“Genetic diversity within a species is basically fuel for adaptive evolution,” says Mikhail Matz, a coral geneticist at the University of Texas at Austin. A broad variety of genetic mutations provides more options for adaptation in the face of changing environmental pressures, he explains.
So if that genetic diversity exists, adaptation can happen quite quickly, even within a generation, thus adding resilience to the overall system.
But there’s a catch. It takes a long time to build up such diverse mutations in a population. With the extreme selection pressures of rising global temperatures, the weakly adapted organisms will be selected out quickly, leaving a smaller population made up of a significantly diminished pool of genetic diversity. This will eventually create a bottleneck of genetics, as a species or population will have less variety to draw from and will therefore be less resilient.
Dr. Matz likens it to saving money. “Right now we have accumulated some genetic currency which we can spend, but it will not last forever. The income is slow, we cannot spend it too fast,” he says. “The genetic diversity existing right now is basically buying us some time to come to our senses and stop global warming. If we don’t do this, things will eventually collapse.”
A persistent glimmer of hope
Still, some ecologists see a glimmer of hope: if some reefs survive, they’ll be able to help others regenerate, too.
A recent modeling study found that the larvae from a handful of small, healthy reefs could be carried on ocean currents to replenish many dead or dying reefs across the Great Barrier Reef.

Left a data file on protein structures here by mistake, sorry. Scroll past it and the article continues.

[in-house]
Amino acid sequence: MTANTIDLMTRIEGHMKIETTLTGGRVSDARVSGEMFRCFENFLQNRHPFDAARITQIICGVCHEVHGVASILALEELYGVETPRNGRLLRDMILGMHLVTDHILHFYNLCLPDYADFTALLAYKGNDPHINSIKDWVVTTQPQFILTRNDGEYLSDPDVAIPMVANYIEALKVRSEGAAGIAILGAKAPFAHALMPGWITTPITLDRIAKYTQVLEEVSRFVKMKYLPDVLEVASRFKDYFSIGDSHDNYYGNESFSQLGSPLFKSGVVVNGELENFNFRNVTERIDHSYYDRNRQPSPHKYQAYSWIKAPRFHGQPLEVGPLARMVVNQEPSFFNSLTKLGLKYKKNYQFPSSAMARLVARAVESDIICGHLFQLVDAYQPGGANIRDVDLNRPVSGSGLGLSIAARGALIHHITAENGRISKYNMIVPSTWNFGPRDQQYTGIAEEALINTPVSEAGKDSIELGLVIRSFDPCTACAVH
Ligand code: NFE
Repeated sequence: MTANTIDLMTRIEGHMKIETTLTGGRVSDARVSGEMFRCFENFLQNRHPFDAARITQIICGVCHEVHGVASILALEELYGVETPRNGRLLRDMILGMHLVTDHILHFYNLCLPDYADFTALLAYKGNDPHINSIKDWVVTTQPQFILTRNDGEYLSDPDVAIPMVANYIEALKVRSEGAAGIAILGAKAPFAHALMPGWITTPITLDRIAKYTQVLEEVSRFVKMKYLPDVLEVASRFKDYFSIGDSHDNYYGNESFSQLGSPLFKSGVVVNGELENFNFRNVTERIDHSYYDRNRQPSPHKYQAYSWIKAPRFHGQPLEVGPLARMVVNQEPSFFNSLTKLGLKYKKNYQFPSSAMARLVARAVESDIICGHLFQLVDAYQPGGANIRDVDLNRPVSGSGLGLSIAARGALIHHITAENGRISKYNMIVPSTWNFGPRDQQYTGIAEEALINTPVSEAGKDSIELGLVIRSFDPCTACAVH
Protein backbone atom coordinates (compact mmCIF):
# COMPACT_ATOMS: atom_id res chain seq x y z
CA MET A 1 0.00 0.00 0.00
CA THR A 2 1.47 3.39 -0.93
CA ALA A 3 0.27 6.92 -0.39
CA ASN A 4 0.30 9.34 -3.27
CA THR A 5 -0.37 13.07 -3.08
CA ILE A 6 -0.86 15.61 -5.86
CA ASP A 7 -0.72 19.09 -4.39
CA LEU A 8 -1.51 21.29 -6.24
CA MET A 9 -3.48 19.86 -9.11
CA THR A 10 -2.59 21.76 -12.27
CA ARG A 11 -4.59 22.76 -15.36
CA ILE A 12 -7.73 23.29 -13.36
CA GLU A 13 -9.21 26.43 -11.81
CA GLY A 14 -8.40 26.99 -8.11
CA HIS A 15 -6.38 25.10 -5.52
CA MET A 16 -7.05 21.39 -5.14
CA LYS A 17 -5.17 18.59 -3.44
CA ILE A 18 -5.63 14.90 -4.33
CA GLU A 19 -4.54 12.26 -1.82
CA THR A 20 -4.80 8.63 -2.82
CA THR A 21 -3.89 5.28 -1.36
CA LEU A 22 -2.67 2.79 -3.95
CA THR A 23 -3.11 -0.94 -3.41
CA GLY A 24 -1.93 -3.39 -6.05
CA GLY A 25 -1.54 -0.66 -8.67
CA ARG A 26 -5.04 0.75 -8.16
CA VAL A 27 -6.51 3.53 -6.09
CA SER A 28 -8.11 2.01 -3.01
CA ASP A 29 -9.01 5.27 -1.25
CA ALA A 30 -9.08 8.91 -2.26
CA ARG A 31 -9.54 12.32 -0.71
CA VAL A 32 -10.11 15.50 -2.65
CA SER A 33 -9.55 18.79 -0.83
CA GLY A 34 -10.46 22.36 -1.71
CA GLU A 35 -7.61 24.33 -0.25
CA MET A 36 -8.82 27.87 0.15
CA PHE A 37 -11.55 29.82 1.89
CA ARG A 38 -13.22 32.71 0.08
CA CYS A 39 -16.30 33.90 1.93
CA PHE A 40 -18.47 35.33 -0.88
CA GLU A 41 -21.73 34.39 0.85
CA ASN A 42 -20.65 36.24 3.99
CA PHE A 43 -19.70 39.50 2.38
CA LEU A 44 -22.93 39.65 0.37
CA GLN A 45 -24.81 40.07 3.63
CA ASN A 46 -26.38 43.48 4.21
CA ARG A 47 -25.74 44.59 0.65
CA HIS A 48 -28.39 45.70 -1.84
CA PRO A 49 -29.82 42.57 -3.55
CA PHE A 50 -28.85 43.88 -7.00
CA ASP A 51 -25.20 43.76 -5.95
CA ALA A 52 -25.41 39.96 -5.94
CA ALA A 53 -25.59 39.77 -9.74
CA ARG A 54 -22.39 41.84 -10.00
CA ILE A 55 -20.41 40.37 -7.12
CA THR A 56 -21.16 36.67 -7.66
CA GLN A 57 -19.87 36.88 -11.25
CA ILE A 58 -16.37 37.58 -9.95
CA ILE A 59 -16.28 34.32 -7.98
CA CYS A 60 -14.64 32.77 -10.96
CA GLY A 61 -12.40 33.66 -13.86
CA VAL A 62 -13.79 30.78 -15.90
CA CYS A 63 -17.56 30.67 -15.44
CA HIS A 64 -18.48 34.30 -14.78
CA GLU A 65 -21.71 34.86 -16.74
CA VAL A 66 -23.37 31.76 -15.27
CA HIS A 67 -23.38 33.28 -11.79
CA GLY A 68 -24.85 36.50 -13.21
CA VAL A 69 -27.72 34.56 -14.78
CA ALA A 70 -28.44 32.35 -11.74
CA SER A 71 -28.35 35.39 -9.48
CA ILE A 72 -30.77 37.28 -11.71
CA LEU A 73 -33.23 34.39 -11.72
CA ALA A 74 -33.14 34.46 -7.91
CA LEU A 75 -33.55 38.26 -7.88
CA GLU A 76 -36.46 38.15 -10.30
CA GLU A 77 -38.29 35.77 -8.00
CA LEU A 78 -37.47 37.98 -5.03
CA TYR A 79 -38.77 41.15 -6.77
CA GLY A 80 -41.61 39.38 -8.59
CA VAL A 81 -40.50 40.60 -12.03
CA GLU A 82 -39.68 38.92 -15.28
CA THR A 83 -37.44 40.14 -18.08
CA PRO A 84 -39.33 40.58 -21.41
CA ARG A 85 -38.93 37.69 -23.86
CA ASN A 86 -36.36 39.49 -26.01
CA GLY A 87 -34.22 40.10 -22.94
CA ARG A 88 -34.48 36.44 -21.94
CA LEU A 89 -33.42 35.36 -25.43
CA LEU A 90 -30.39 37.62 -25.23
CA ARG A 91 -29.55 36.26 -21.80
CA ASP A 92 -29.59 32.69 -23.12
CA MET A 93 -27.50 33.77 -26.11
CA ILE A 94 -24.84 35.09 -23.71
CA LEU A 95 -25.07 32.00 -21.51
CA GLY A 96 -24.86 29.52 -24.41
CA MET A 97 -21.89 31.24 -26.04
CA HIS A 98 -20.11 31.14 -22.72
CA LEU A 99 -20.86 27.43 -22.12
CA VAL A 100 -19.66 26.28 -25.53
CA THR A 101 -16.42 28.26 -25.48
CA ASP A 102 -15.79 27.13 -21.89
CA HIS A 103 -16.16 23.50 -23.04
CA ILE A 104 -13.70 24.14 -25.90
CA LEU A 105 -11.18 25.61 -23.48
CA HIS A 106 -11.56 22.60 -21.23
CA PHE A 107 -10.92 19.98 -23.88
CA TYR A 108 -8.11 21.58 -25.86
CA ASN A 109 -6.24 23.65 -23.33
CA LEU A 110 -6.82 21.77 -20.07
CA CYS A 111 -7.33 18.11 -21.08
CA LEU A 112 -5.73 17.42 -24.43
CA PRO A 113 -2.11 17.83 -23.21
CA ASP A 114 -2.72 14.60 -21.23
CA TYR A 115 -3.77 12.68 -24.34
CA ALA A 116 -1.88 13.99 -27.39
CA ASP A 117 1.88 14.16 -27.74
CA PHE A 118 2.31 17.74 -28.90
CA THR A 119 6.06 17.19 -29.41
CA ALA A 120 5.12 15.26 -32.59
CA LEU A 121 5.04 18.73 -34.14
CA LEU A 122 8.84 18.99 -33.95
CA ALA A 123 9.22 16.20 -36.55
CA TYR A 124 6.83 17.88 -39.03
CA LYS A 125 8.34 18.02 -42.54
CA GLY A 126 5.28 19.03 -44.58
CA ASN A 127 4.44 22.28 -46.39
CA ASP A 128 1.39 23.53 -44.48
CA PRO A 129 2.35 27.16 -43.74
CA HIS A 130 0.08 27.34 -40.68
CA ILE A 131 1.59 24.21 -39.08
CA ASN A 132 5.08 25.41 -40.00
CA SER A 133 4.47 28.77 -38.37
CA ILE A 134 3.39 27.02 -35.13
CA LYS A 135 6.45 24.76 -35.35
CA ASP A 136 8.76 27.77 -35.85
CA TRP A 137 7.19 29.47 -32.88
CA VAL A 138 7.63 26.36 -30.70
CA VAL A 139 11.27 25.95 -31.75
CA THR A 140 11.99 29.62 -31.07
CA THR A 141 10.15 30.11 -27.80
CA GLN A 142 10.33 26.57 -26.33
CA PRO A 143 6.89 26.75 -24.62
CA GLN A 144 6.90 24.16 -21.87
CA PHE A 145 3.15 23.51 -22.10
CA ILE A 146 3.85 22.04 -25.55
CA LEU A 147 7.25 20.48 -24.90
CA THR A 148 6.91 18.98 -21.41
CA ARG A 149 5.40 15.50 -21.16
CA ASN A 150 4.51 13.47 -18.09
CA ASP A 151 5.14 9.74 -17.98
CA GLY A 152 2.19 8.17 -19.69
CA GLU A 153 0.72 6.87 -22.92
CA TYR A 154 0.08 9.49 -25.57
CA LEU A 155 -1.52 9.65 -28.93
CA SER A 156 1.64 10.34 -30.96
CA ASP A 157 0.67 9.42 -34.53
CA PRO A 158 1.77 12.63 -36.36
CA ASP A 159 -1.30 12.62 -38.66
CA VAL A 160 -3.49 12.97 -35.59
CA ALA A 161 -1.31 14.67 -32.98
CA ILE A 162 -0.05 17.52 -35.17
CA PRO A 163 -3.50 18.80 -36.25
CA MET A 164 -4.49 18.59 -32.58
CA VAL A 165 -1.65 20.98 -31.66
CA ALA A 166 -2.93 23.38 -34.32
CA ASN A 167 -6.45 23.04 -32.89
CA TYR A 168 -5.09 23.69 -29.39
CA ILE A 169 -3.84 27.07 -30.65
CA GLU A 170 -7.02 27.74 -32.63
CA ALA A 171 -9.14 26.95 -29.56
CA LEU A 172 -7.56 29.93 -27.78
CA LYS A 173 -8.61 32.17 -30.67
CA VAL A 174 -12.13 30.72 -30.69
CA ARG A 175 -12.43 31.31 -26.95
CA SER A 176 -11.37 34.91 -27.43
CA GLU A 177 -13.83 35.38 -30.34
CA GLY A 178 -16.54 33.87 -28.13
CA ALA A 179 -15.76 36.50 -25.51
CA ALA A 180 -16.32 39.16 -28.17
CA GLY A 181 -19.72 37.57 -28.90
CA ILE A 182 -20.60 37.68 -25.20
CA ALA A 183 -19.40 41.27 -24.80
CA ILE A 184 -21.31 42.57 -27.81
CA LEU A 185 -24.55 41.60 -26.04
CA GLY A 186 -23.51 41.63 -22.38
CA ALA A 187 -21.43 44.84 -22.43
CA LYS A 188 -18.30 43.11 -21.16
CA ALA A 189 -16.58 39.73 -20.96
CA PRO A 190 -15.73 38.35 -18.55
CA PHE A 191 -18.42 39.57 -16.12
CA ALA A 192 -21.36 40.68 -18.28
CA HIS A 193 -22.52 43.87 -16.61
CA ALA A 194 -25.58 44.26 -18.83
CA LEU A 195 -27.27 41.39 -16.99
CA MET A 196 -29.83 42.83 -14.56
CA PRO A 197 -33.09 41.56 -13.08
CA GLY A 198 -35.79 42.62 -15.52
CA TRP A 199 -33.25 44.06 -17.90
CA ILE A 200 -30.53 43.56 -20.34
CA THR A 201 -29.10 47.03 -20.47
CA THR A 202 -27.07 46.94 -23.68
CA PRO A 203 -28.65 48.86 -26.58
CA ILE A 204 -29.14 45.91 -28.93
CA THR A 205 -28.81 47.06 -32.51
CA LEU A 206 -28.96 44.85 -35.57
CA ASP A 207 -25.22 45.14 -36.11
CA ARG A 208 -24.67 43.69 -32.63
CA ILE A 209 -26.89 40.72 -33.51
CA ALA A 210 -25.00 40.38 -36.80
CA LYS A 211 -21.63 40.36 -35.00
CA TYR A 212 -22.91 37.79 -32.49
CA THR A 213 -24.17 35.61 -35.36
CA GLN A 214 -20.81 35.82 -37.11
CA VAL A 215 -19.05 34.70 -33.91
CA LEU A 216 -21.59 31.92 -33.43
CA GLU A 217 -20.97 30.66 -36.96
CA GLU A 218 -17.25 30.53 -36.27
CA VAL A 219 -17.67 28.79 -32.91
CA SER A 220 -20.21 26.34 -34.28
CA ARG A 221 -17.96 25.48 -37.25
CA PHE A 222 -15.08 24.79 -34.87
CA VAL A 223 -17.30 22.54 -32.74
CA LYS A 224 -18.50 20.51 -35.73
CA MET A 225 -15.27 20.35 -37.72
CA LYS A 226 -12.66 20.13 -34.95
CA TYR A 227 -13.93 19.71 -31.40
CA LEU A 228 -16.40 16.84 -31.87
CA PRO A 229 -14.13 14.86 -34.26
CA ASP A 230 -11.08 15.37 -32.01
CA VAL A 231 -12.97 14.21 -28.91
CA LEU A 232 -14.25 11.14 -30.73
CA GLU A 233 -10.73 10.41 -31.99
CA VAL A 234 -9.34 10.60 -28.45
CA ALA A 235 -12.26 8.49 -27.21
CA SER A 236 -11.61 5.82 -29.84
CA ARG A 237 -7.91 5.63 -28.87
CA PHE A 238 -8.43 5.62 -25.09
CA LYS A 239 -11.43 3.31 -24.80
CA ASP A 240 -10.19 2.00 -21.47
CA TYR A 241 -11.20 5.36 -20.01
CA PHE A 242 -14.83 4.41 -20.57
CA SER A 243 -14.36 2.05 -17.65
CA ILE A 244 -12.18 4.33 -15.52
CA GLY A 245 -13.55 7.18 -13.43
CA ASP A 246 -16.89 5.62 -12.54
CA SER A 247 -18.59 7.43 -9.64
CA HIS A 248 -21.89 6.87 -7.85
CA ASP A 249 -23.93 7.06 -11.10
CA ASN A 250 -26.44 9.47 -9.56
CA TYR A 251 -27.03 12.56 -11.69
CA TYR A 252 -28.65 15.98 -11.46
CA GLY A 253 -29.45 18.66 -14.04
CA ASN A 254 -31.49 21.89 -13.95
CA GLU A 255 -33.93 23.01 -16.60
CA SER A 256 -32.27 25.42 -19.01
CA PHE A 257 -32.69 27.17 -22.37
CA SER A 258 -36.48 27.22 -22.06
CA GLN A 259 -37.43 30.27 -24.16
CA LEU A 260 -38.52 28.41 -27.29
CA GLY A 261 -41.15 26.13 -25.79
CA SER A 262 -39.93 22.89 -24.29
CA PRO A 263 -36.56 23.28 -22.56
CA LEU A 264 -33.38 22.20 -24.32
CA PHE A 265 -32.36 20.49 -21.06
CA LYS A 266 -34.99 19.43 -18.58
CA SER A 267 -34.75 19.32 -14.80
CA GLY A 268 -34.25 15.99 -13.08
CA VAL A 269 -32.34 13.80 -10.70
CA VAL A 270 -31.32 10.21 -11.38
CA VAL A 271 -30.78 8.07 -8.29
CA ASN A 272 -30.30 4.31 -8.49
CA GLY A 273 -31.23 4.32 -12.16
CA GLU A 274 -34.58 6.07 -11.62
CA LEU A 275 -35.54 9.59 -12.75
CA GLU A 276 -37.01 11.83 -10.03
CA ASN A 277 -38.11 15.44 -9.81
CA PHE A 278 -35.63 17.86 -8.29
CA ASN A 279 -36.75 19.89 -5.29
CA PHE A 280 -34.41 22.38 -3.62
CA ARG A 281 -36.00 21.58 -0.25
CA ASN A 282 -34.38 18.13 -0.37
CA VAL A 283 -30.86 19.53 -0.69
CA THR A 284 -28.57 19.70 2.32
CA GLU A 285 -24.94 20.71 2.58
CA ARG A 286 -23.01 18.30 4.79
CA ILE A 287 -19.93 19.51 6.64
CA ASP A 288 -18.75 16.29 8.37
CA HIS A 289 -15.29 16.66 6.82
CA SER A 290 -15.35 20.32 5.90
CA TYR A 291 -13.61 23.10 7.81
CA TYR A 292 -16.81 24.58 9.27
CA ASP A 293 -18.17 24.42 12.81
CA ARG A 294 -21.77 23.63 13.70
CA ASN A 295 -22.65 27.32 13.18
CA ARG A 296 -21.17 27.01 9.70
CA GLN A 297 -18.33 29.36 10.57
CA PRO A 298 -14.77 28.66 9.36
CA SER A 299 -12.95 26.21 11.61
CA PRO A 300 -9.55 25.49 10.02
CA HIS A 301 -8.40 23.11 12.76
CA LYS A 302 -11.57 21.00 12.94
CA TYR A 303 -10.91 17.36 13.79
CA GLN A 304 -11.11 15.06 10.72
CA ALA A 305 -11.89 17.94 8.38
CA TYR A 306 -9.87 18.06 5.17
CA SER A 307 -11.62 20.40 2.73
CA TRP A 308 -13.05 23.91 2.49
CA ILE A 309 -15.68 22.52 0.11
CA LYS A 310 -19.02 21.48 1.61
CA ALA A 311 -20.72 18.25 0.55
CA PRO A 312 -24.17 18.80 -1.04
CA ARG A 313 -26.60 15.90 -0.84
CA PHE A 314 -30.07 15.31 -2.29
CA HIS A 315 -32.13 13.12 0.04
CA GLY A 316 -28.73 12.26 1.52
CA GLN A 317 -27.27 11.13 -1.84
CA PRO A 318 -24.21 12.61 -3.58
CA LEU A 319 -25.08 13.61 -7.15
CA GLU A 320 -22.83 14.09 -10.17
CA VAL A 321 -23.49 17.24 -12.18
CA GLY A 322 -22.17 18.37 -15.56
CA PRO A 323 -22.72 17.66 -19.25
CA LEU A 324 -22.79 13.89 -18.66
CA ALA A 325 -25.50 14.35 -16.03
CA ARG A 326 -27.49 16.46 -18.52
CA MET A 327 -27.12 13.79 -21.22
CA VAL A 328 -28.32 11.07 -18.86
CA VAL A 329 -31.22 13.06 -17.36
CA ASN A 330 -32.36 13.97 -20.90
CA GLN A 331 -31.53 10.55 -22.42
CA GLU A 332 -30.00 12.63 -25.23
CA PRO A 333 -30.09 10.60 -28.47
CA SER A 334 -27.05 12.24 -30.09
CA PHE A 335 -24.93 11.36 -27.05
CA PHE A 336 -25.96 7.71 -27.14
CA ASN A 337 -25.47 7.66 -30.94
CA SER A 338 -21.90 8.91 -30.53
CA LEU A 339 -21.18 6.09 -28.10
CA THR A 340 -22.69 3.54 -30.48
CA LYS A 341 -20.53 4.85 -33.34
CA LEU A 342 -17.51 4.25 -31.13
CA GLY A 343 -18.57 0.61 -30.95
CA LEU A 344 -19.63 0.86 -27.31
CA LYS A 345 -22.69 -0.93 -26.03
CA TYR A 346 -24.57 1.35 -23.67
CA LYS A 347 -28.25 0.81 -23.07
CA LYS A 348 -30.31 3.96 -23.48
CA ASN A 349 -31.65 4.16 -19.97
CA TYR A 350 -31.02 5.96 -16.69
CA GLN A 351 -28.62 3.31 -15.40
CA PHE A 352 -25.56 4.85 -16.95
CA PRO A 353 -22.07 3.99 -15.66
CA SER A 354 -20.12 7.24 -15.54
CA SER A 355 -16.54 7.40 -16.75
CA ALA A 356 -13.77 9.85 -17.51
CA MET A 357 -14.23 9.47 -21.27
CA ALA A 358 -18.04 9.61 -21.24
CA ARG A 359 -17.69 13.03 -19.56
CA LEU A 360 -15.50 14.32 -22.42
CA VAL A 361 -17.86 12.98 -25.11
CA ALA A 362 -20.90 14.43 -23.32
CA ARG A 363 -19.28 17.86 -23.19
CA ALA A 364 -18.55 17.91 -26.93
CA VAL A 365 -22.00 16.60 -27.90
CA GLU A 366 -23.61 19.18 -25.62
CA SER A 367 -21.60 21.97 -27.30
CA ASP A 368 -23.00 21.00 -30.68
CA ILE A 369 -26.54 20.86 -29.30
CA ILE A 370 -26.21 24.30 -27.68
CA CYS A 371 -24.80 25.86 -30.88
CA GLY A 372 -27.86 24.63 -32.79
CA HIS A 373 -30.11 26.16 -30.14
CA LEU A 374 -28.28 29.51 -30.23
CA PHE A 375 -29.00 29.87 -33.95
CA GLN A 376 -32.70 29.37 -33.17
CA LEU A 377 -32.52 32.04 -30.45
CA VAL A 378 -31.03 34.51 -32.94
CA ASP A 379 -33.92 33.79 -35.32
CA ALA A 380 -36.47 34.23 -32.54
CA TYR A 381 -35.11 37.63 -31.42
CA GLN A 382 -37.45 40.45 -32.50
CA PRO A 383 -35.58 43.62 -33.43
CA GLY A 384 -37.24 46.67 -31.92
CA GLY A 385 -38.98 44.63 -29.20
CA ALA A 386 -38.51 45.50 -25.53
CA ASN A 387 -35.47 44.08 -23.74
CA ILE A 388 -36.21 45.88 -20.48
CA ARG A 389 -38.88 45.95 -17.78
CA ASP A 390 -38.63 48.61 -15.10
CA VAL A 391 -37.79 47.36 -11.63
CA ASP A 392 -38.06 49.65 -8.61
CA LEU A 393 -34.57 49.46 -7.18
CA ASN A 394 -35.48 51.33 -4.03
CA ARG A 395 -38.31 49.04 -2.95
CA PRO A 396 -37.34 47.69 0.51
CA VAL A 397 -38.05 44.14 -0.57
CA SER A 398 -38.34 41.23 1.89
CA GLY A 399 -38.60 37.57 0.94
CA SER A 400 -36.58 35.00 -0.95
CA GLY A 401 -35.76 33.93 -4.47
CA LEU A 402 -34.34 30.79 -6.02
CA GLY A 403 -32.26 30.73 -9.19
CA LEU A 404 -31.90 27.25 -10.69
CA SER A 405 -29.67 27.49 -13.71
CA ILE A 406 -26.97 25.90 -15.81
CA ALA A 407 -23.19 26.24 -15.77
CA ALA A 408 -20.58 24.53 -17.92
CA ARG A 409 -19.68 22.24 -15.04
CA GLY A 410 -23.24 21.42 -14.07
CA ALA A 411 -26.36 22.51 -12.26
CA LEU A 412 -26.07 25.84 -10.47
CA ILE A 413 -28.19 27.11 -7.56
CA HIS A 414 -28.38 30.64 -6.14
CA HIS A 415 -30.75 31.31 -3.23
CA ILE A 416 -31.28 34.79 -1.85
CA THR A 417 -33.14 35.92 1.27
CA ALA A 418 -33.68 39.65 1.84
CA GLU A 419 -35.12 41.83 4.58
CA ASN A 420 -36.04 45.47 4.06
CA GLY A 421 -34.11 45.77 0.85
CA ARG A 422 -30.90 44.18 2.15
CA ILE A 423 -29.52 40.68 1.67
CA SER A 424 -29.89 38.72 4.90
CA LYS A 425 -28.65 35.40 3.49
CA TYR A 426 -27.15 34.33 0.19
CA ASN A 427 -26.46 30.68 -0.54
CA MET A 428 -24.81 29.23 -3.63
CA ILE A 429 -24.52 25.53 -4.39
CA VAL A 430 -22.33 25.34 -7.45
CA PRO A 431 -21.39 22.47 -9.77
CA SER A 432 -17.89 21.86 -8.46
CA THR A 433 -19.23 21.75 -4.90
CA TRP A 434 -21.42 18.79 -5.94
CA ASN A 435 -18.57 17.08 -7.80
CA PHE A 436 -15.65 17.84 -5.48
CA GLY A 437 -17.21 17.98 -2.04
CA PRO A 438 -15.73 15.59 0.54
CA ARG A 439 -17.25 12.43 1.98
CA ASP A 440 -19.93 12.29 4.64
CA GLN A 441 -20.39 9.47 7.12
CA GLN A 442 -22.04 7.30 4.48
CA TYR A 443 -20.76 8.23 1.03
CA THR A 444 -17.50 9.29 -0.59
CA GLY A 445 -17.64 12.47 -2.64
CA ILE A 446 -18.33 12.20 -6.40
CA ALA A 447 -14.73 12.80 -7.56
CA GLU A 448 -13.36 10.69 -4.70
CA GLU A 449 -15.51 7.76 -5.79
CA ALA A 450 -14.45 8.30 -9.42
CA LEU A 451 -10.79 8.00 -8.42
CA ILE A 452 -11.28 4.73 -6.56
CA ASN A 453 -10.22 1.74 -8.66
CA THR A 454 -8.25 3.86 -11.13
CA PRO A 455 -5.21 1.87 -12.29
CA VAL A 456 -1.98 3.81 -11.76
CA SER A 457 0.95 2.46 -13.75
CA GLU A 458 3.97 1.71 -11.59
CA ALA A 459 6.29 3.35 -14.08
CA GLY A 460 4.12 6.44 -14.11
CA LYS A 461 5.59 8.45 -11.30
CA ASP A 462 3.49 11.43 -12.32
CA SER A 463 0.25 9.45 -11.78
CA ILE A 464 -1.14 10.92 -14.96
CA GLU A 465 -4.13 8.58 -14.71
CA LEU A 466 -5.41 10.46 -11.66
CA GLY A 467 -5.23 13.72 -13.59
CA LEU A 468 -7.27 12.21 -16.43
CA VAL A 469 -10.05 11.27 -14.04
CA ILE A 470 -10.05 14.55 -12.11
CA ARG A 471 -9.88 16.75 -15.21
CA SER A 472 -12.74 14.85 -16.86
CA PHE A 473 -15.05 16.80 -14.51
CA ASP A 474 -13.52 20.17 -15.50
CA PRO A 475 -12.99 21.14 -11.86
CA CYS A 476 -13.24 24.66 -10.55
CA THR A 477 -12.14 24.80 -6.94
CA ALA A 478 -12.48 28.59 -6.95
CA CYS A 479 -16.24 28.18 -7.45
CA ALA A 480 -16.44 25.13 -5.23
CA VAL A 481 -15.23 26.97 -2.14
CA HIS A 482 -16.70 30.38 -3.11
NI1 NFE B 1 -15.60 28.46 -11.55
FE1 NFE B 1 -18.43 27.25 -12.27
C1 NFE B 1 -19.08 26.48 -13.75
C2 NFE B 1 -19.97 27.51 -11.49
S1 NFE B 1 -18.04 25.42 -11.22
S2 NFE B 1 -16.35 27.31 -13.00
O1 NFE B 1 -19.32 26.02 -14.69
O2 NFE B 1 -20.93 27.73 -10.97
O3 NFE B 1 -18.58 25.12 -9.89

“There is a capacity for recovery that we were unaware of,” says Peter Mumby, a leader of that study and a marine spatial ecologist at the University of Queensland in Australia.
Despite such hopeful hints, we may have to change how we think of reefs.
“All the world’s reefs aren’t going to be gone” in the next century, says John Bruno, a marine ecologist at the University of North Carolina at Chapel Hill. “There’ll be high-latitude reefs, there’ll be reefs in places that just don’t warm for whatever reason, but there’ll be far, far fewer than what we’ve got right now, and they’ll be different.”
As an ecosystem, whether or not you consider coral reefs resilient may be somewhat of a mindset, Toonen says. “I don’t believe that coral reefs will cease to exist,” he says. “I think that they will look very different, but I think that we will continue to see corals and something that we can call a reef.”
Whether or not you see a reef as resilient without biodiversity will depend on how you define a reef, he says. Right now, the spectacular biodiversity that reefs support make them iconic and draw large crowds of diving and snorkeling tourists. But reefs also support coastal fisheries, and the stony structure of reefs protect coastlines. A single species of stony coral, or even concrete, might still yield a similar effect in some cases, Toonen suggests.
Professor Mumby agrees. “We will have to change our expectations of what reefs do for us.”